This section contains rare photographs that present Montaukett Indians from a historic perspective. This series of sixty rare photos with accompanying narrative was originally created by Red Thunder Cloud, a noted American Indian Linguist and Historian who spent many years documenting the Montaukett in pictures and prose. The photographs don’t follow any particular chronological order. They present personal glimpses of prominent tribal members, their families and how they inter-mingled over time on Long Island.
In a letter dated May 14, 1938, he introduced himself as “a 16 year old Catawba Indian and a Junior at Southampton High School” on Long Island. He further wrote that “as a very young boy I was brought up among the Narragansett Indians of Rhode Island. I have only been living with the Shinnecocks since July 27, 1937.“
Starting in 1938, Red Thunder Cloud began collecting ethnographic data and folklore relating to the Long Island Indians, including the Montaukett, Shinnecock and Mashpee. During this period he published several papers on Long Island ethnography and folklore and he amassed a large collection of photographs – some of which are presented on this website.
Red Thunder Cloud was an interesting figure who was frequently mentioned in local Long Island media. He once sued the town of Southampton, demanding $100,000 “for damaging the cultural development of Catawba Indian language.” This was after the town dog warden destroyed nine of his dogs, which he claimed he had taught Catawba commands.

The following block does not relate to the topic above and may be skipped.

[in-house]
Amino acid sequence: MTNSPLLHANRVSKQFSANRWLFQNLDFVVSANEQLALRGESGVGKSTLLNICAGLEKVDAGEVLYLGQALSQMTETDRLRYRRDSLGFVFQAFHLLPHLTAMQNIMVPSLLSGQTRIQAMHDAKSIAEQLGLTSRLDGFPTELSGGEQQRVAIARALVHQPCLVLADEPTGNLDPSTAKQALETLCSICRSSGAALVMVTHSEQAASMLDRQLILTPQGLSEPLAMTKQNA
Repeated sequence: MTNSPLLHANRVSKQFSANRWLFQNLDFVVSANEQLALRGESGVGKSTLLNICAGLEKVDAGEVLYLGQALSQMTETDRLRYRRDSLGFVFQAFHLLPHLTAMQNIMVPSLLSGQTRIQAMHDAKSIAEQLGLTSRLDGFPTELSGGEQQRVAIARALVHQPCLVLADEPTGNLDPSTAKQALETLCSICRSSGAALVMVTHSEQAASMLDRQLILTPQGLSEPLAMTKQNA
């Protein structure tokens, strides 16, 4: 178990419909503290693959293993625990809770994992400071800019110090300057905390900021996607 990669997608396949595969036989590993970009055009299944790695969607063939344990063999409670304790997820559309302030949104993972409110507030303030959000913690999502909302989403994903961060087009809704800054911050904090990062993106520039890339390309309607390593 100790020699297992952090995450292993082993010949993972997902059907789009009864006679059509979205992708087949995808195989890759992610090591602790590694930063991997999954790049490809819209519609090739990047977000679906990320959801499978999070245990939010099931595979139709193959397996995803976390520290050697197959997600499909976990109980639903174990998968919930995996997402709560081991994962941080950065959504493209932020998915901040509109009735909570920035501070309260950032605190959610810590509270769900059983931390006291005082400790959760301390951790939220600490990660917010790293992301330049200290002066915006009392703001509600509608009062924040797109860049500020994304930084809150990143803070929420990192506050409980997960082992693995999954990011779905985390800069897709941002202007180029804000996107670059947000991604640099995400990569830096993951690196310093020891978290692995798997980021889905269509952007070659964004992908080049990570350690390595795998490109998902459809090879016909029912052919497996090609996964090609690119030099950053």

It is important to understand that much of the history presented in this section is from Red Thunder Cloud’s personal point of view. The narrative included with each photo reflects Red Thunder Cloud’s mindset at the time when he wrote them. Some of the claims made by him have been contradicted in other historical volumes. Some of his opinions might seem “politically incorrect” even offensive, but they are indicative of 1930’s and 1940’s thinking.
Red Thunder Cloud spent many years among the Montaukett and because of this, he was positioned to record Montaukett history from a very unique perspective. The Montaukett Indian Nation applauds Red Thunder Cloud for his invaluable contribution to the historical record of all Long Island’s Indigenous people. Red Thunder Cloud died on January 8, 1996.